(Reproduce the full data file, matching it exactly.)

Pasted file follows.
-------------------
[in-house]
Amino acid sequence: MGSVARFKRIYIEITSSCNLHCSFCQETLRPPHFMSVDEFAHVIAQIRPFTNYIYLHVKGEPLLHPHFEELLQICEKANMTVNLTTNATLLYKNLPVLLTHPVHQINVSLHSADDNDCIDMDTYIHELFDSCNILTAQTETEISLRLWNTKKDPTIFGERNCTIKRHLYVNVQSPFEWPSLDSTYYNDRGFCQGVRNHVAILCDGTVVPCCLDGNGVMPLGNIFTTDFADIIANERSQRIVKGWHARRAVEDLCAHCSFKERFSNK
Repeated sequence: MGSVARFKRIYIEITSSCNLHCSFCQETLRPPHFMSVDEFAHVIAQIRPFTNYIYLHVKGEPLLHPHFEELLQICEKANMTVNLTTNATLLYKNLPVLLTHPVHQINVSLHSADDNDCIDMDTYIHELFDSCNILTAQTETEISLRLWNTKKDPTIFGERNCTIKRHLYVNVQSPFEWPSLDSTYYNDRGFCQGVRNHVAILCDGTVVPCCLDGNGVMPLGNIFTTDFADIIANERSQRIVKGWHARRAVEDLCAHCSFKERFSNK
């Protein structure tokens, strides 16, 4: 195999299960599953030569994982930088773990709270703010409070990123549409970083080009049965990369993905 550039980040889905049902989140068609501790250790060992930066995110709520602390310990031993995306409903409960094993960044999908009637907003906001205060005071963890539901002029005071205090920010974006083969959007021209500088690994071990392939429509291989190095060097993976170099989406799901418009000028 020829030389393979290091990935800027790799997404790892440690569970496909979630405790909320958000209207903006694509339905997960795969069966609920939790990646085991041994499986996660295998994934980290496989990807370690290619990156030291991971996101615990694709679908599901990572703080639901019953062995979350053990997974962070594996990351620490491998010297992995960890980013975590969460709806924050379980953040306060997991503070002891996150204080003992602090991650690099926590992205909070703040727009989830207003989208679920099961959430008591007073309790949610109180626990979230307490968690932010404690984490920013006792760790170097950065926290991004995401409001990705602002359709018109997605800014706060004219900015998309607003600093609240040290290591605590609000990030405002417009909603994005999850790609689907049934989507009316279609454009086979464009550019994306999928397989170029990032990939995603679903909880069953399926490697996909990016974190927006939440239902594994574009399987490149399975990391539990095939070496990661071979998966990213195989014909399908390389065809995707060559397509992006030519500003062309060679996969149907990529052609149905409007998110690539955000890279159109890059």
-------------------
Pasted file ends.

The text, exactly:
[in-house]
Amino acid sequence: MGSVARFKRIYIEITSSCNLHCSFCQETLRPPHFMSVDEFAHVIAQIRPFTNYIYLHVKGEPLLHPHFEELLQICEKANMTVNLTTNATLLYKNLPVLLTHPVHQINVSLHSADDNDCIDMDTYIHELFDSCNILTAQTETEISLRLWNTKKDPTIFGERNCTIKRHLYVNVQSPFEWPSLDSTYYNDRGFCQGVRNHVAILCDGTVVPCCLDGNGVMPLGNIFTTDFADIIANERSQRIVKGWHARRAVEDLCAHCSFKERFSNK
Repeated sequence: MGSVARFKRIYIEITSSCNLHCSFCQETLRPPHFMSVDEFAHVIAQIRPFTNYIYLHVKGEPLLHPHFEELLQICEKANMTVNLTTNATLLYKNLPVLLTHPVHQINVSLHSADDNDCIDMDTYIHELFDSCNILTAQTETEISLRLWNTKKDPTIFGERNCTIKRHLYVNVQSPFEWPSLDSTYYNDRGFCQGVRNHVAILCDGTVVPCCLDGNGVMPLGNIFTTDFADIIANERSQRIVKGWHARRAVEDLCAHCSFKERFSNK
């Protein structure tokens, strides 16, 4: 195999299960599953030569994982930088773990709270703010409070990123549409970083080009049965990369993905 550039980040889905049902989140068609501790250790060992930066995110709520602390310990031993995306409903409960094993960044999908009637907003906001205060005071963890539901002029005071205090920010974006083969959007021209500088690994071990392939429509291989190095060097993976170099989406799901418009000028 020829030389393979290091990935800027790799997404790892440690569970496909979630405790909320958000209207903006694509339905997960795969069966609920939790990646085991041994499986996660295998994934980290496989990807370690290619990156030291991971996101615990694709679908599901990572703080639901019953062995979350053990997974962070594996990351620490491998010297992995960890980013975590969460709806924050379980953040306060997991503070002891996150204080003992602090991650690099926590992205909070703040727009989830207003989208679920099961959430008591007073309790949610109180626990979230307490968690932010404690984490920013006792760790170097950065926290991004995401409001990705602002359709018109997605800014706060004219900015998309607003600093609240040290290591605590609000990030405002417009909603994005999850790609689907049934989507009316279609454009086979464009550019994306999928397989170029990032990939995603679903909880069953399926490697996909990016974190927006939440239902594994574009399987490149399975990391539990095939070496990661071979998966990213195989014909399908390389065809995707060559397509992006030519500003062309060679996969149907990529052609149905409007998110690539955000890279159109890059």